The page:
In 2011, Morocco went through unprecedented changes culminating in the passage of the new Moroccan constitution. The constitution introduces the principles of participatory democracy to empower citizens to engage in the political decision-making process. It also promotes representative democracy through the right of citizens to present petitions and motions to elected representatives to initiate laws, issue regulations and act on citizens’ input.  Such direct engagement of citizens is very new for Morocco and has generated enthusiasm and also concern among both elected officials, public servants and civic activists on how the aspirations of the Constitution will be realized.

For the last two years, the USAID Civil Society Strengthening Program (CSSP) has worked with more than 21 civil society organizations, five communes and one region in Morocco to promote citizen participation in the decision-making process. This has included their participation in the development of communal plans, establishment of gender and equality committees, the design of a structure to monitor and evaluate citizen requests and the development of a strategy on the relationship between territorial entities (councils of communes, provinces, and regions) and civil society organizations.

The process of implementing a participatory approach is important both for civil society and for local government entities.  When government demonstrates it is listening to citizens and prioritizing their needs, this helps build trust between citizens and government.

Building Organizational Capacity

CSOs and coalition participants at a CSSP workshop on Communication for Development display project bags communicating the message to “Stop Violence” (September 27-29, 2017, Tangier)

CSOs and coalition participants at a CSSP workshop on Communication for Development display project bags communicating the message to “Stop Violence” (September 27-29, 2017, Tangier)

To foster this trust building, the CSSP program organized several public forums to generate dialogue between civil society actors and local government representatives to help build stronger partnerships and collaboration.  For example, inspired by the successful experience of the commune of Fez, the municipality of Tetouan organized a study day on good governance.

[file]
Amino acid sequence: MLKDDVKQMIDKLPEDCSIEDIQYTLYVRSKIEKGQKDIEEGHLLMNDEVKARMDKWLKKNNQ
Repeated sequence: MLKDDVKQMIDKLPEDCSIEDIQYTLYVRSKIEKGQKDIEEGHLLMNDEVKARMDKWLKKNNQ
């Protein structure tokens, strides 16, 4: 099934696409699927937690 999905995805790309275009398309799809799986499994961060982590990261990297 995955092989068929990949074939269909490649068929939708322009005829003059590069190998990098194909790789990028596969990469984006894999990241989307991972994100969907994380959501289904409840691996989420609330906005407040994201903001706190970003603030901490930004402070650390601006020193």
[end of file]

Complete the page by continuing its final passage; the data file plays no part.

The CSSP program provided trainings and coaching sessions on management, advocacy, strategic planning, public policy, communication and gender approach to more than 2000 citizens from civil society organizations and local government representatives. The program produced 26 training materials to help civil society organizations replicate the trainings with other associations.

“The participatory approach learned during CSSP’s trainings is now implemented on a daily basis in our municipality” declared Mohammed El Hadaji, Director at the Municipality of Safi.

Mr Lmrabet, elected official in charge of relations between civil society and the commune of Fes & Mrs Abdelwahab, Vice President of the Commune of Tetouan

Mr. Lmrabet, elected official in charge of relations between civil society and the commune of Fes & Mrs. Abdelwahab, Vice President of the Commune of Tetouan.

A New Era of Partnerships

CSSP also supports a core group of local organizations focusing on improving the country’s lawmaking and public policy process. These organizations, with CSSP support, are building their own capacity and skills to work collaboratively with government partners.

Mr. Lmrabet, in charge of relations between civil society and the commune of Fes, said, “It is important for the municipality of Fes to develop a dialogue with civil society so that they may engage with the municipality. Our main role is to create a participatory dynamic with civil society and to train CSOs on good governance and transparency principles.”

With more effective civil society organizations, and government’s commitment to listen and respond, Moroccan citizens now have new opportunities to participate in decisions that impact their lives …. And the promises embedded in the Constitution can be fulfilled.


USAID, Global Civil Society Strengthening, and Counterpart International

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